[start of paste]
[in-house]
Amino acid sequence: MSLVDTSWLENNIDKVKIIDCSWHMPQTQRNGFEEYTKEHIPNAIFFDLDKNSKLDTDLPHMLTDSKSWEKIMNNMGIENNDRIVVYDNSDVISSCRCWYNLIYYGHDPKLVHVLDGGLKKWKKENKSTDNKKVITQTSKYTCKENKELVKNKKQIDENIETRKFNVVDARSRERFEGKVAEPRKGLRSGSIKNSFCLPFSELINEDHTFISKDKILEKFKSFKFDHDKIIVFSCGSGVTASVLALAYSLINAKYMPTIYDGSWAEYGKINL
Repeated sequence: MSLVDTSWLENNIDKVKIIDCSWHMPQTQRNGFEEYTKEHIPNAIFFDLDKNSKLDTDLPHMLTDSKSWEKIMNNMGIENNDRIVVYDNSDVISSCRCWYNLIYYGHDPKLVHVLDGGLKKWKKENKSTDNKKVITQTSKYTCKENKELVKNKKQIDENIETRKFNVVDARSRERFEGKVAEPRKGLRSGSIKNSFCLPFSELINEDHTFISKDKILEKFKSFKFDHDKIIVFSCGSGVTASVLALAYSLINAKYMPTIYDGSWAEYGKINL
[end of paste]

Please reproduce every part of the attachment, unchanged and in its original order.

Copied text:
[in-house]
Amino acid sequence: MSLVDTSWLENNIDKVKIIDCSWHMPQTQRNGFEEYTKEHIPNAIFFDLDKNSKLDTDLPHMLTDSKSWEKIMNNMGIENNDRIVVYDNSDVISSCRCWYNLIYYGHDPKLVHVLDGGLKKWKKENKSTDNKKVITQTSKYTCKENKELVKNKKQIDENIETRKFNVVDARSRERFEGKVAEPRKGLRSGSIKNSFCLPFSELINEDHTFISKDKILEKFKSFKFDHDKIIVFSCGSGVTASVLALAYSLINAKYMPTIYDGSWAEYGKINL
Repeated sequence: MSLVDTSWLENNIDKVKIIDCSWHMPQTQRNGFEEYTKEHIPNAIFFDLDKNSKLDTDLPHMLTDSKSWEKIMNNMGIENNDRIVVYDNSDVISSCRCWYNLIYYGHDPKLVHVLDGGLKKWKKENKSTDNKKVITQTSKYTCKENKELVKNKKQIDENIETRKFNVVDARSRERFEGKVAEPRKGLRSGSIKNSFCLPFSELINEDHTFISKDKILEKFKSFKFDHDKIIVFSCGSGVTASVLALAYSLINAKYMPTIYDGSWAEYGKINL